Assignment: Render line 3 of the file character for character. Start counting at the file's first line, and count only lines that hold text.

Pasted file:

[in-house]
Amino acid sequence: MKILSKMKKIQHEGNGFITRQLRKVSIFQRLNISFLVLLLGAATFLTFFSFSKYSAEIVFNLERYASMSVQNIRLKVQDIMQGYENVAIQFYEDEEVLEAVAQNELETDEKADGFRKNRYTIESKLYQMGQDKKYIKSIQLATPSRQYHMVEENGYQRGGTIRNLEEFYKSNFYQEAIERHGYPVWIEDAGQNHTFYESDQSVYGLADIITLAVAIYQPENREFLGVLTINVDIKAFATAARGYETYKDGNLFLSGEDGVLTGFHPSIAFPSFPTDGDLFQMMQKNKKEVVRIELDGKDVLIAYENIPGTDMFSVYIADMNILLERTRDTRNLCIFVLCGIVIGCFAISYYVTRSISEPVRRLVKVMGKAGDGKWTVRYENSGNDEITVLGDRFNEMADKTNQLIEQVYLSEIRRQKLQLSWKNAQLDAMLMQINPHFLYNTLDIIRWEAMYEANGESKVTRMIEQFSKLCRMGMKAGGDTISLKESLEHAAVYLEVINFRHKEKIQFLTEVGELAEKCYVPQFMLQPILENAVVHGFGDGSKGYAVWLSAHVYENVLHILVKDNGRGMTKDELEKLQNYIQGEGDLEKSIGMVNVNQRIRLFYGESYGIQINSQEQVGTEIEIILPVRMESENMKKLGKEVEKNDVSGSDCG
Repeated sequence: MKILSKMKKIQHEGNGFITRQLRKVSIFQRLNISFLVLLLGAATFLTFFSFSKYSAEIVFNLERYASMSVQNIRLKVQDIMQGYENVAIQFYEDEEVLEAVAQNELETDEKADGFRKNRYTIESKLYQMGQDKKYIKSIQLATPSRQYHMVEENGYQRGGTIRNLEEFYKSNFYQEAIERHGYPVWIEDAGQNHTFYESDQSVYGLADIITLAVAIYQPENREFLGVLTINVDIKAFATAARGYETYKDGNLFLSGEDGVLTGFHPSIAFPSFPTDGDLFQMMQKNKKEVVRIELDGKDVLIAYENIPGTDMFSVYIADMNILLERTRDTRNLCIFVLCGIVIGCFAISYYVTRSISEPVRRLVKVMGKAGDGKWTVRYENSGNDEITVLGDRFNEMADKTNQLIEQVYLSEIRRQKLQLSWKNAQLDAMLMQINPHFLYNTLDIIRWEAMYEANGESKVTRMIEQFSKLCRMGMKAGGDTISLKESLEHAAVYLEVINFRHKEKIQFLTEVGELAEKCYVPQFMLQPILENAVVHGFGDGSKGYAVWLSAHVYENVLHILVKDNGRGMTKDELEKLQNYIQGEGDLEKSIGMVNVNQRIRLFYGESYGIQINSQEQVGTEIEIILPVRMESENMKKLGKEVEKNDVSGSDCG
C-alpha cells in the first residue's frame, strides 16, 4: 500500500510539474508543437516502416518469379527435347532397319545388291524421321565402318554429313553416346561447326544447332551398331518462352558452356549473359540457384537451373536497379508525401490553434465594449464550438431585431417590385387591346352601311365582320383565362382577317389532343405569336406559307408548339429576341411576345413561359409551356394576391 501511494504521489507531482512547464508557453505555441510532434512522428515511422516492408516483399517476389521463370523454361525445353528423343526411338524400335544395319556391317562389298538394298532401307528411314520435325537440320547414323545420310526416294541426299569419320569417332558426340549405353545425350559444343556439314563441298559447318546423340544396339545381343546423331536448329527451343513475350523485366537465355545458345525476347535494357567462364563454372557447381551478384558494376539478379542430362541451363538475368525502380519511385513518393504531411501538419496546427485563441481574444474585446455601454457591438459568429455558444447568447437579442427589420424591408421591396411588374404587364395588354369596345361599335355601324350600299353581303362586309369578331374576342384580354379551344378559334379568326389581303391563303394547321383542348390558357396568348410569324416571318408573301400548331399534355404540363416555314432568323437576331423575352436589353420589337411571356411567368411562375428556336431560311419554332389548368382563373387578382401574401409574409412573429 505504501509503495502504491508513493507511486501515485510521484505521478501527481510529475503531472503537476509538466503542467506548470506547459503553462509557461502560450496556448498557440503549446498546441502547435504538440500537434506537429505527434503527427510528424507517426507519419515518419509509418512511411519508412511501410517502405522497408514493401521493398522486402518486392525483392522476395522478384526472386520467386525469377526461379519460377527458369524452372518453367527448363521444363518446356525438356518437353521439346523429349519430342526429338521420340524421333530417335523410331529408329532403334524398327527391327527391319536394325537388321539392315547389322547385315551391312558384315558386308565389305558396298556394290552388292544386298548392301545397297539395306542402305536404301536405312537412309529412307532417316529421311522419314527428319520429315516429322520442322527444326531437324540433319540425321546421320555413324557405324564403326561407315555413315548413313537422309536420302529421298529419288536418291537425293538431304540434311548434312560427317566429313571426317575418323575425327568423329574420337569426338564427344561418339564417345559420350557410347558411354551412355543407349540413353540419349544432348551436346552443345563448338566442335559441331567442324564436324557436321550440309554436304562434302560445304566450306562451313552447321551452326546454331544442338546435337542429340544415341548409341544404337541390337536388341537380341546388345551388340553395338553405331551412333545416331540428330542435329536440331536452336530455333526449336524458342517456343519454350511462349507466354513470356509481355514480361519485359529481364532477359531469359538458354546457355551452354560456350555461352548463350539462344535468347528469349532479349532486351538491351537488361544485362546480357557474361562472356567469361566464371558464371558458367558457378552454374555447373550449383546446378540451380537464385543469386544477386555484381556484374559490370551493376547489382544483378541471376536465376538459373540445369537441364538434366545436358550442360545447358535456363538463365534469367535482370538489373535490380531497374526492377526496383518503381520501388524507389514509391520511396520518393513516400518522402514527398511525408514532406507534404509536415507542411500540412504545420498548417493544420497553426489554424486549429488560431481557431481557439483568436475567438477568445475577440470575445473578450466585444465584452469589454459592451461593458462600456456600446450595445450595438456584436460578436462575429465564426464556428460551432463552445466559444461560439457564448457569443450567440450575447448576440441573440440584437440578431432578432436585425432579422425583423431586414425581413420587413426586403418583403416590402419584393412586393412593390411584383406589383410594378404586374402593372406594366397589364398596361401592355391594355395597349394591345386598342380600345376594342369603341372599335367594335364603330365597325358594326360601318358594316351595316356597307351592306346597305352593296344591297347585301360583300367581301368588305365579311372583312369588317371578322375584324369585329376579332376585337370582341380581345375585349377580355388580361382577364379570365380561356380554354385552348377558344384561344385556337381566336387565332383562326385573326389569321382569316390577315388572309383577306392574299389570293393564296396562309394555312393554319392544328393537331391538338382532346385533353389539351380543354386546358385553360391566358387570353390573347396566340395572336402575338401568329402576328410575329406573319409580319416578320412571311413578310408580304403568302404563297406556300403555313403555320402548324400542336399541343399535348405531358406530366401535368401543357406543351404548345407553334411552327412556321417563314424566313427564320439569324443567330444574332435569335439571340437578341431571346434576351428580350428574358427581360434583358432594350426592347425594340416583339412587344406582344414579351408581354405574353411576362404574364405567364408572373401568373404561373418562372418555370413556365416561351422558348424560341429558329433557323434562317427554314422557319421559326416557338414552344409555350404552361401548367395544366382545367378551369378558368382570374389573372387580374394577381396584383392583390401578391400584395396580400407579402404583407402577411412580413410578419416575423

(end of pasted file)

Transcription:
Repeated sequence: MKILSKMKKIQHEGNGFITRQLRKVSIFQRLNISFLVLLLGAATFLTFFSFSKYSAEIVFNLERYASMSVQNIRLKVQDIMQGYENVAIQFYEDEEVLEAVAQNELETDEKADGFRKNRYTIESKLYQMGQDKKYIKSIQLATPSRQYHMVEENGYQRGGTIRNLEEFYKSNFYQEAIERHGYPVWIEDAGQNHTFYESDQSVYGLADIITLAVAIYQPENREFLGVLTINVDIKAFATAARGYETYKDGNLFLSGEDGVLTGFHPSIAFPSFPTDGDLFQMMQKNKKEVVRIELDGKDVLIAYENIPGTDMFSVYIADMNILLERTRDTRNLCIFVLCGIVIGCFAISYYVTRSISEPVRRLVKVMGKAGDGKWTVRYENSGNDEITVLGDRFNEMADKTNQLIEQVYLSEIRRQKLQLSWKNAQLDAMLMQINPHFLYNTLDIIRWEAMYEANGESKVTRMIEQFSKLCRMGMKAGGDTISLKESLEHAAVYLEVINFRHKEKIQFLTEVGELAEKCYVPQFMLQPILENAVVHGFGDGSKGYAVWLSAHVYENVLHILVKDNGRGMTKDELEKLQNYIQGEGDLEKSIGMVNVNQRIRLFYGESYGIQINSQEQVGTEIEIILPVRMESENMKKLGKEVEKNDVSGSDCG